Wildlife-Palousa in the Everglades

We began our second day in Everglades National Park at the Ernest F. Coe Visitor Center near the park’s east entrance. From there we made our way to Royal Palm. We had been told that this was a good place to see lots of wildlife. Normally the Anhinga Trail is self-guided but we happened to arrive just in time for a ranger-led hike. The ranger was very knowledgeable and we enjoyed seeing the wildlife in Taylor Slough from the elevated boardwalk. We spotted heron, anhingas, alligators, cormorants, soft-shelled turtles and hard-shelled turtles as well as lot of fish including the Florida gar.

One of the most fascinating things that we observed was a heron and a cormorant catch a large fish and swallow it whole while the alligator lurked about keeping a close eye on them.

The Flamingo Visitor Center is about 38 mile drive from the east entrance of the park. On our drive south, we passed through a slash pine forest. These trees live on top of a bed of limestone. While there used to be 186,000 acres of pine forests in south Florida, now there are less than 4,000 acres outside of the park and 20,000 acres in the park’s protective boundaries. This is the most threatened of all of the park’s habitats.

The Flamingo Visitor Center was housed in a pink building overlooking the Florida Bay until it was severely damaged by Hurricane Wilma (2005) and Hurricane Irma (2017). Today the building is closed and roped off. The Visitor Center is located in a mobile unit nearby. There was a lodge there at one time but it was also destroyed. The rangers said that the Visitor Center and the lodge are going to be rebuilt. We did see some construction on a lodge-like structure but there was no evidence of a new Visitor Center building. Also there is a campground (the only one in the park) and there are some Eco Yurts, too. At the Marina, you can rent kayaks and also book a boat tour out into the Florida Bay or inland to see the interior of the park.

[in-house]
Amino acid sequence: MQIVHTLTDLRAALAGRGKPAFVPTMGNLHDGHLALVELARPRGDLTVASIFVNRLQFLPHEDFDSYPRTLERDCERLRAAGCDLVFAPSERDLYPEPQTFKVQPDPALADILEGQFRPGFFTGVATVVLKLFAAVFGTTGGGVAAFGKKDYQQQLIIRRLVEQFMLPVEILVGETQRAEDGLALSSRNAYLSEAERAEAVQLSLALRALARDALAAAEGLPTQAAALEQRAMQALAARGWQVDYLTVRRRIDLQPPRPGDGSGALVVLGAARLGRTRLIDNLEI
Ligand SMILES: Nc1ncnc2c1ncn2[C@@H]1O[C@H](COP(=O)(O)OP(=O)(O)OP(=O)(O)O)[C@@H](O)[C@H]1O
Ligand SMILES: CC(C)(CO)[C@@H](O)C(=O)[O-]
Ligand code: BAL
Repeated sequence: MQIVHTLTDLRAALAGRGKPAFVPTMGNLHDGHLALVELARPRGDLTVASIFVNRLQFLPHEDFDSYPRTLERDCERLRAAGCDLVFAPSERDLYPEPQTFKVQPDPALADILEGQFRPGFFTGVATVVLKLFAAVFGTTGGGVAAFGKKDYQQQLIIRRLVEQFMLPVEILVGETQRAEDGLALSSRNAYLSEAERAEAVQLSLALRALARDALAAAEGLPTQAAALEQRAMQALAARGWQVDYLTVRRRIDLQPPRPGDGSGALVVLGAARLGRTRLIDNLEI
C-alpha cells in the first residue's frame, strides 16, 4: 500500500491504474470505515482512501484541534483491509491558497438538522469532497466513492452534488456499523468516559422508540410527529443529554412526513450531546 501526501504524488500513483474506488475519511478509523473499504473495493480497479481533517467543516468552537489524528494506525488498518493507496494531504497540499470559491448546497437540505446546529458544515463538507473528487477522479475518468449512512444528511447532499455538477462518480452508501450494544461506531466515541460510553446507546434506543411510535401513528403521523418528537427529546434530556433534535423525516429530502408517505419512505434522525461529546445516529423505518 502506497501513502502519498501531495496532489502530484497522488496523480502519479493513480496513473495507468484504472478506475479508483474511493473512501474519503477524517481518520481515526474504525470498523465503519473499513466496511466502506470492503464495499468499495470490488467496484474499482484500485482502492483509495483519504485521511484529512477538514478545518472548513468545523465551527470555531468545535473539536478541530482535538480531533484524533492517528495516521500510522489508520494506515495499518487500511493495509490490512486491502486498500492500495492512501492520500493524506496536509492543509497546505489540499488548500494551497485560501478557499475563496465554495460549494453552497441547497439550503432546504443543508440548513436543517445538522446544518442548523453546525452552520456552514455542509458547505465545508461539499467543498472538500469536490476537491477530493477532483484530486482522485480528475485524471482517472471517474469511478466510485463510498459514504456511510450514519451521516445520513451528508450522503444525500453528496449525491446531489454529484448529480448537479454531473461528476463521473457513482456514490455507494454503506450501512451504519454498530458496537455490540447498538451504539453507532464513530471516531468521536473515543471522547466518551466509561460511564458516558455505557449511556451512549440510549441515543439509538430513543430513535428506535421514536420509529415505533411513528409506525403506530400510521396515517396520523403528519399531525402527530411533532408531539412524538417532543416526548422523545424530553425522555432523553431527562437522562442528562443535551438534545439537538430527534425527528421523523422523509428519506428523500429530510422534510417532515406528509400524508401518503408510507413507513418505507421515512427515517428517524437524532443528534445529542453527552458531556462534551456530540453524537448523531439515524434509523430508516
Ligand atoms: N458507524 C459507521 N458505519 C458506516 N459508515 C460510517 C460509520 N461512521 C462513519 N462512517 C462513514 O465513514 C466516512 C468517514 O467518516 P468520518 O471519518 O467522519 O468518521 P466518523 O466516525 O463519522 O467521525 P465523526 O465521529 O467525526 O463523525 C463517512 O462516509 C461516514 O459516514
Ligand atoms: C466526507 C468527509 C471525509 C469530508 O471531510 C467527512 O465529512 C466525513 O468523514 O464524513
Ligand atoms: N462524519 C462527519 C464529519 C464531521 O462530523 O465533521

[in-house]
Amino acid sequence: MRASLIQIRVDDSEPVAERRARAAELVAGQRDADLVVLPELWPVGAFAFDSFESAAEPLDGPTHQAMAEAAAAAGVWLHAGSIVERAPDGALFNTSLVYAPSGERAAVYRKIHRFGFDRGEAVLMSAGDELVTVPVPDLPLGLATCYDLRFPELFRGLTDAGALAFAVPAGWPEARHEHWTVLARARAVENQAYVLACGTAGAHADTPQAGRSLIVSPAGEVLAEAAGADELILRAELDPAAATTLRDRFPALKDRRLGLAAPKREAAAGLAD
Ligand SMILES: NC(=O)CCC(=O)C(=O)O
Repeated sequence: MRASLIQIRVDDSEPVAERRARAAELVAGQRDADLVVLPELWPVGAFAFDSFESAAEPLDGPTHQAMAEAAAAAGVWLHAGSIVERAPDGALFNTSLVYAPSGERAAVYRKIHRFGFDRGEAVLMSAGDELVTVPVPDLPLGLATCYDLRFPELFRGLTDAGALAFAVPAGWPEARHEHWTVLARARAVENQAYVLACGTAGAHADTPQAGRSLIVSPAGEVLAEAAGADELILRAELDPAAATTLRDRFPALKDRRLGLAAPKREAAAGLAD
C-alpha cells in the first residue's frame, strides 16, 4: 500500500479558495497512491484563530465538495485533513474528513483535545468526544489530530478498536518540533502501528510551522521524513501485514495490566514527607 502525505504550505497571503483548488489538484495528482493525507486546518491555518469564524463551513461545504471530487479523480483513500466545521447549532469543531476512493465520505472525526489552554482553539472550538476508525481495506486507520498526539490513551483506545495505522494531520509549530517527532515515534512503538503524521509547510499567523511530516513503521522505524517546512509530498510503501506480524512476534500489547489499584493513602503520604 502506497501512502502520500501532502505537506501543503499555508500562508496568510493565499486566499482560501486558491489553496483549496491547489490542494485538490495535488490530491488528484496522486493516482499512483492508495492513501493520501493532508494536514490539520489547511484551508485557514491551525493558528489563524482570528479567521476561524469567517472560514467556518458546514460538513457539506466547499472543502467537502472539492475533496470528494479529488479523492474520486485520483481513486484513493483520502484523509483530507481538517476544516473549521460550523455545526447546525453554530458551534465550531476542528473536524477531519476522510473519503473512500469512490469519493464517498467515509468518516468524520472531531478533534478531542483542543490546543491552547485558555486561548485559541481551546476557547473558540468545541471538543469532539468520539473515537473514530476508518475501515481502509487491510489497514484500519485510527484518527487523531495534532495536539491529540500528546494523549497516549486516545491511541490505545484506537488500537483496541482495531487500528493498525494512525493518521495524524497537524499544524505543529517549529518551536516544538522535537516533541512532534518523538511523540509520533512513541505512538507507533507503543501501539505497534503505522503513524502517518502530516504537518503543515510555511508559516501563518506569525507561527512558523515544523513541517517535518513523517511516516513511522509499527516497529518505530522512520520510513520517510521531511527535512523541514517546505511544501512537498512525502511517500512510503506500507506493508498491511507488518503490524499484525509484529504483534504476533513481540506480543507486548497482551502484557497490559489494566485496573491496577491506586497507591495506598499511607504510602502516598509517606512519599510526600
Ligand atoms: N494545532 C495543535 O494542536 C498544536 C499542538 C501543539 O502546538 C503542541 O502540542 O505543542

It was at the Flamingo Marina that we enjoyed watching a group of manatees while a pair of osprey looked down on us from their nest.

As we headed back toward Tampa on Hwy. 41, we passed through Big Cypress National Preserve. Located north of Everglades National Park, this protected area is critical to the health of the glades. The cattails and other vegetation filter the water that flows in the grasslands and removes many of the impurities like pesticides that come from Lake Okeechobee.

David and I stopped at several places in the preserve. The first was the Oasis Visitor Center which has a boardwalk overlooking a slough with lots of alligators. We liked seeing them from a distance.

Our next stop was at Kirby Storter Roadside Park that was named for an engineer that oversaw the construction of the Tamiami Trail (Hwy. 41), the road between Tampa and Miami. We did a short hike there along a boardwalk back into a cypress stand. We saw a beautiful bird that we think is a grackle. (Maybe some of our bird watching friends can weigh in as to whether we were right or not.)

Our final stop was at the H. P. Williams Roadside Park where we met one of the park rangers. He pointed out a variety of birds that were along the shore and sitting up in the mangroves. He was very helpful and friendly.

Our trip to the Everglades National Park and Big Cypress Natural Preserve was not what we expected but it proved to be a very fascinating place to explore. It is a truly unique place and we are glad that we made the effort to visit this part of south Florida.

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